Reinventing a World
Seeing Possibility Over Pitfall
by Jeff Fischer (TMFJeff@aol.com)
ALEXANDRIA, VA (Nov. 10, 1998) -- Do surgeons, despite seeing what makes a body work every day, still marvel at "life?" Probably they do so even more than most of us. Here at the Fool, I sometimes feel the same in relation to stocks: despite seeing the Fool's philosophy play out successfully every passing year, months like this one are still a wonder to behold, even though they probably shouldn't be. After all, it's only logical that investing your money in quickly growing, industry leading companies will grow your investment in-kind.
"Grow up with the country!" was proclaimed 100 years ago. Now the statement might be, "Grow up with cyberspace." The Rule Breaking Fool Port is doing just that.
Yesterday, the portfolio's $2,500 investment in America Online (NYSE: AOL) surpassed a value of $100,000. Amazon.com (Nasdaq: AMZN) is striving to do the same, today rising near its July 6th, 1998 closing high of $139 1/2, but ending the day at $131. The stock began the year at $29 3/4. America Online began 1998 at $44 13/16. Both stocks have gained $100 this year. Winning this year's parade to date, Yahoo! (Nasdaq: YHOO) began January at $33 and today crossed $180.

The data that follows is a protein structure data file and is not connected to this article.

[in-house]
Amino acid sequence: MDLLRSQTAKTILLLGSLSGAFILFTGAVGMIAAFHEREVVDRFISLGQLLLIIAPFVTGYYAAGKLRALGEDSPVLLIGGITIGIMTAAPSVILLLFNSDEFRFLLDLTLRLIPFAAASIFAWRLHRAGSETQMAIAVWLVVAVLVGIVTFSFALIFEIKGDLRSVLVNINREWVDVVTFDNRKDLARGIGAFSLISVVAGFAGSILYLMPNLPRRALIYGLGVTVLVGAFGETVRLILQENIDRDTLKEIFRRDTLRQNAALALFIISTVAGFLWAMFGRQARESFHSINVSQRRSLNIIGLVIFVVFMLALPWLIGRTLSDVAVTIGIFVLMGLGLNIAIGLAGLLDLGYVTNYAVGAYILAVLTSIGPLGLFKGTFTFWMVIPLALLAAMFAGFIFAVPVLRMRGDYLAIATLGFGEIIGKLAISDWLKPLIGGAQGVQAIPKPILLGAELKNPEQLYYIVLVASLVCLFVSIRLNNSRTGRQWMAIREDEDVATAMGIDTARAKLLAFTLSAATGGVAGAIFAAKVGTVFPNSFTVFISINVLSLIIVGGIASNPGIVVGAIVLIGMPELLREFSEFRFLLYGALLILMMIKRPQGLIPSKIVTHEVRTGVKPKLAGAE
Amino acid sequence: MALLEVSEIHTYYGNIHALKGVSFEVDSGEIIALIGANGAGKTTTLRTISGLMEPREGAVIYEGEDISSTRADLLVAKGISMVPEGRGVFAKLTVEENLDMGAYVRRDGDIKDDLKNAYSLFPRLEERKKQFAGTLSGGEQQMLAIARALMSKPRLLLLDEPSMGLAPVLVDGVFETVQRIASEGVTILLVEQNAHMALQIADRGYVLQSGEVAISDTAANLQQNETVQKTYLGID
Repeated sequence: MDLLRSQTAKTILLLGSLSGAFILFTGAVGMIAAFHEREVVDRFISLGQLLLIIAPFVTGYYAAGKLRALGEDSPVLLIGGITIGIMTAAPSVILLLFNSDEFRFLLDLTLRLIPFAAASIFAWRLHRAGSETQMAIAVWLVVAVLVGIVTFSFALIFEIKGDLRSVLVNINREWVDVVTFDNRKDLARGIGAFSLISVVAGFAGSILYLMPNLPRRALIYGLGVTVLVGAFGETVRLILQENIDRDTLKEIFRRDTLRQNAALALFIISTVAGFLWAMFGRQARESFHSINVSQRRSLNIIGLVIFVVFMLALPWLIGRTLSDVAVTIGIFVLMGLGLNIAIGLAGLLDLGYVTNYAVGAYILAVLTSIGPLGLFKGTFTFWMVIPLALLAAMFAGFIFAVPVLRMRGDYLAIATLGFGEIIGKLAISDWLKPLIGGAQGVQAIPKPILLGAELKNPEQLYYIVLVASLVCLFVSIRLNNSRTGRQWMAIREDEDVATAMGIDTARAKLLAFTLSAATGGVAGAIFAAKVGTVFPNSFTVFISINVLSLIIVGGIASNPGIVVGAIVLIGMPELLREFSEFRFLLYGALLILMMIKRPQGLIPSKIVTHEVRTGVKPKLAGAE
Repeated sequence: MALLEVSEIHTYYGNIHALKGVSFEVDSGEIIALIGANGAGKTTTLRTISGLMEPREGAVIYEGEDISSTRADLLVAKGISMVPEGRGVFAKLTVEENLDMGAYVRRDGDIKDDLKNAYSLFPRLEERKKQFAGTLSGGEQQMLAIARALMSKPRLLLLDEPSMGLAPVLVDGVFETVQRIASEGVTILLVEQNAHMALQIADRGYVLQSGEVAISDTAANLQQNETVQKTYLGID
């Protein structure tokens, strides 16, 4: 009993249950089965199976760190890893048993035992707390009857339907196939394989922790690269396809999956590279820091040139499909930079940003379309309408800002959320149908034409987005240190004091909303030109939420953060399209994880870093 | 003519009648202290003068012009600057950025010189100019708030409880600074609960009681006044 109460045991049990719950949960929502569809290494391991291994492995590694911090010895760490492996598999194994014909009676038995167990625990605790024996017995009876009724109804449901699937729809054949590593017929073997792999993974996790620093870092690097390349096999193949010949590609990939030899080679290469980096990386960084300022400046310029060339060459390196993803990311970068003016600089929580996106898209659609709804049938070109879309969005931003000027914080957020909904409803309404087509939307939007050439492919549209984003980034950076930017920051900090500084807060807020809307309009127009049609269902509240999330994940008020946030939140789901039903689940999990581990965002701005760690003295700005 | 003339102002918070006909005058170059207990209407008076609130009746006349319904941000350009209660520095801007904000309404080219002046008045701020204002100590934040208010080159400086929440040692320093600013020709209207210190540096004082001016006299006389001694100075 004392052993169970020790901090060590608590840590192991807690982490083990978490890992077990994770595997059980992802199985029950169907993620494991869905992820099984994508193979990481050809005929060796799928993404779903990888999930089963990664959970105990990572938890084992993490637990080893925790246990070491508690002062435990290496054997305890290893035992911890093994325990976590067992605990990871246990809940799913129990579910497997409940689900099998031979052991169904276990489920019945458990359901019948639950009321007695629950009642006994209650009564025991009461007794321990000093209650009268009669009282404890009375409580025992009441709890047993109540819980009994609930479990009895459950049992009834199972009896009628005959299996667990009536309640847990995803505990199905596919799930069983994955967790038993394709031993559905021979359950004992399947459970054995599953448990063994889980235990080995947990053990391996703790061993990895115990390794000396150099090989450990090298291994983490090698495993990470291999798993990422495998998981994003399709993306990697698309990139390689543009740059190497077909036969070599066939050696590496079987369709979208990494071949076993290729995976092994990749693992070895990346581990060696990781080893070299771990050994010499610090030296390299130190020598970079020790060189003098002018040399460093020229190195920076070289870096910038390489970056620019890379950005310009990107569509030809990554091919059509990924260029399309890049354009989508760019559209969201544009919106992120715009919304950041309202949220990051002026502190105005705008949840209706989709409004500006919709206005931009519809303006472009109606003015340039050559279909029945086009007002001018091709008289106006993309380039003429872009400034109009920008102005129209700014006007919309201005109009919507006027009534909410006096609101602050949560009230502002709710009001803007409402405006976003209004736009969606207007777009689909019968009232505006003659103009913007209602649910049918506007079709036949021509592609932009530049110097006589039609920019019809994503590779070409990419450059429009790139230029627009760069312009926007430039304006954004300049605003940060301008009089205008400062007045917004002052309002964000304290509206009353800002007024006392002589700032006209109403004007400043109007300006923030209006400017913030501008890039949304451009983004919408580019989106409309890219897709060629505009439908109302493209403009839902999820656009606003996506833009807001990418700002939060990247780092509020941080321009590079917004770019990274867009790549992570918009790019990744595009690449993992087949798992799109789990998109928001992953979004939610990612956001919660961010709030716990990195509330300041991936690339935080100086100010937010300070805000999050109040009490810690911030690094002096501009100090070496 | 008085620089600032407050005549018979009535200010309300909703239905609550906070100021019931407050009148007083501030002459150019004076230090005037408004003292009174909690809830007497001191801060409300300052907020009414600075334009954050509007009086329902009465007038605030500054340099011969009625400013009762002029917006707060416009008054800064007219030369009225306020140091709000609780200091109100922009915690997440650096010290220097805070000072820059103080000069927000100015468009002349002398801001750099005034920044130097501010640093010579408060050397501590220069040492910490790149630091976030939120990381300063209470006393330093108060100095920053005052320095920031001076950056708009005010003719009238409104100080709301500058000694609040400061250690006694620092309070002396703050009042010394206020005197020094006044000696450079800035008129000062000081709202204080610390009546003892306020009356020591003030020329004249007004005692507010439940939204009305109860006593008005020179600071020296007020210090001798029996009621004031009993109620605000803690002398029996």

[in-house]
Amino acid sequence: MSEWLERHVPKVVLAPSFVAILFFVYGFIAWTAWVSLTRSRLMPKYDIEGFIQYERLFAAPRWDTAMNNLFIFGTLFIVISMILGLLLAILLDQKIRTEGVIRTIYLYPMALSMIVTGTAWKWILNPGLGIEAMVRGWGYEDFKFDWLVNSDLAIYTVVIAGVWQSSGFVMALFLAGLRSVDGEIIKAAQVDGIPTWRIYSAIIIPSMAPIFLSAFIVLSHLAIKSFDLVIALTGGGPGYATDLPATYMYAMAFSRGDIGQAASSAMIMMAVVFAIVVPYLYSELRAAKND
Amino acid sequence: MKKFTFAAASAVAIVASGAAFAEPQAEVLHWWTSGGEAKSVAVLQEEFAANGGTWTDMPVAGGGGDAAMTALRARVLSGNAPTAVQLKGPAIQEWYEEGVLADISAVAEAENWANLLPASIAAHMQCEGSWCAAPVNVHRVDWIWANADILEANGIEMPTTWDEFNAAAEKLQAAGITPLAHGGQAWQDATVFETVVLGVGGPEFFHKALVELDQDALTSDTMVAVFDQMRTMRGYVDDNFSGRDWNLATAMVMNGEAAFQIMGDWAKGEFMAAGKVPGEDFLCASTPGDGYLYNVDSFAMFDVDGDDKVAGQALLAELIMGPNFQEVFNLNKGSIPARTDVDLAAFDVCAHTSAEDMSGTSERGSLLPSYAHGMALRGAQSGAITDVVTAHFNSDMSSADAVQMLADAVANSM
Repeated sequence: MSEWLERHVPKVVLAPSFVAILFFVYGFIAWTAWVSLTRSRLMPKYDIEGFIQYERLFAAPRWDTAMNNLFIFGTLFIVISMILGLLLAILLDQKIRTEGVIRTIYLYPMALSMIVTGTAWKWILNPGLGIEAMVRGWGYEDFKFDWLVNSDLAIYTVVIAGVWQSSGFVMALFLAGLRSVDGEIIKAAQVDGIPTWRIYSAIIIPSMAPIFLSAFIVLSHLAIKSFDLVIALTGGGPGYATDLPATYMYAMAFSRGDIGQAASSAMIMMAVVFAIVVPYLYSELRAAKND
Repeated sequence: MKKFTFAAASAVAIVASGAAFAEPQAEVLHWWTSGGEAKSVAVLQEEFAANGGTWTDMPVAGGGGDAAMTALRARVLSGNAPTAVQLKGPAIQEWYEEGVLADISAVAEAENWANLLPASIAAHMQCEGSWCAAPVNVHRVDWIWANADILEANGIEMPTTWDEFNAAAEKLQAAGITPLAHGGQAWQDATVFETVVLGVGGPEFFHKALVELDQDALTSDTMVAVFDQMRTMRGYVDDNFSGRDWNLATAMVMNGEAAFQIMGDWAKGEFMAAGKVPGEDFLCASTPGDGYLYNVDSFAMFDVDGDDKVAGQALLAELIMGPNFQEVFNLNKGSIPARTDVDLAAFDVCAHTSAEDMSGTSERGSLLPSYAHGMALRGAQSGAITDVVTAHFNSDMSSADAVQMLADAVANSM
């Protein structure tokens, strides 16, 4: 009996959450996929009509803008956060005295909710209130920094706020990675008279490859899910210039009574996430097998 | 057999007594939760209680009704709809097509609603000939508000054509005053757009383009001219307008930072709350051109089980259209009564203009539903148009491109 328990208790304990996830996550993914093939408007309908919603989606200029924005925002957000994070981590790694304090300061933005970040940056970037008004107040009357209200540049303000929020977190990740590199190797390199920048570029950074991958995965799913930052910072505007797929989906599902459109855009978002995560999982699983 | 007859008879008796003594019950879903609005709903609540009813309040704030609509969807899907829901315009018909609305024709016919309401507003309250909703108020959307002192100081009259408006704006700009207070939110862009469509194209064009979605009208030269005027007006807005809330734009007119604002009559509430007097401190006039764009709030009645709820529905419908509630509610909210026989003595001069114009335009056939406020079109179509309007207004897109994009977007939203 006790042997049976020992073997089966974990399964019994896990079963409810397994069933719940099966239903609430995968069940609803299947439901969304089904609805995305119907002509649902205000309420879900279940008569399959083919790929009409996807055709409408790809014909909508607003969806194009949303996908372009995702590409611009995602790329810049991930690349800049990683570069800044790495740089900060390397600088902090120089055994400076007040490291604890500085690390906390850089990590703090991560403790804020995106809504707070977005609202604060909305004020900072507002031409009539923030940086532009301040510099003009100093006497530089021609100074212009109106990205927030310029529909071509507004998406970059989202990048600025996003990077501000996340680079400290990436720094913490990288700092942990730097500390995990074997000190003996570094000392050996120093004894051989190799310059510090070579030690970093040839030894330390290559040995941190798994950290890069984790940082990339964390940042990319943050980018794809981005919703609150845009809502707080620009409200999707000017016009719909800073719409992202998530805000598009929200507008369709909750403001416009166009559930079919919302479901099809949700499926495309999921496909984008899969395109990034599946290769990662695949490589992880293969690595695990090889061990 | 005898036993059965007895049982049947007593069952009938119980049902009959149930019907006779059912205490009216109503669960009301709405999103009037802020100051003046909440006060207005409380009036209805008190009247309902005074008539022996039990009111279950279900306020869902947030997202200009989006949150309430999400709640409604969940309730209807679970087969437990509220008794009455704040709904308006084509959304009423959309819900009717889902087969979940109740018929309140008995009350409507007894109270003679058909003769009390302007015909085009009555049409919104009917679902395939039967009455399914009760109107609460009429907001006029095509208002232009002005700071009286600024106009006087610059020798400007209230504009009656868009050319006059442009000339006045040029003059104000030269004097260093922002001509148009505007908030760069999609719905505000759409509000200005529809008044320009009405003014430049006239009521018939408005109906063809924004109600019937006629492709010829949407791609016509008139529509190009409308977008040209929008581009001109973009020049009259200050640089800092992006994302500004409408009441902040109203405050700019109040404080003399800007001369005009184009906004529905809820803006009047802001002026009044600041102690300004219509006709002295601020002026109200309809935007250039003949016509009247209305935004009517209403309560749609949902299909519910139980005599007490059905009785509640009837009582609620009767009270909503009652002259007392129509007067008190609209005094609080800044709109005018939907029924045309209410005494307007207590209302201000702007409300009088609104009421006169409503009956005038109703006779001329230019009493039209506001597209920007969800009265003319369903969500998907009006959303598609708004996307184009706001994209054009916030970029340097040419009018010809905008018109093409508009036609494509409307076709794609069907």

(I'm looking forward to Alan Abelson's 1998 review. He went through 1997 writing snide warnings that AOL was ridiculously valued. If only the Barron's journalist would support his statements with analysis. First, though, he might have to admit that he incorrectly analyzes situations by consistently being a Wise skeptic above all else. I haven't read his column this year, however, so he might have admitted his errors by now.)
This portfolio's forthcoming Rule Breaker principles go far to identify companies that embrace sea change first, or that strive to create new industries and put the old standbys to test. David offered the first Rule Breaker principle yesterday.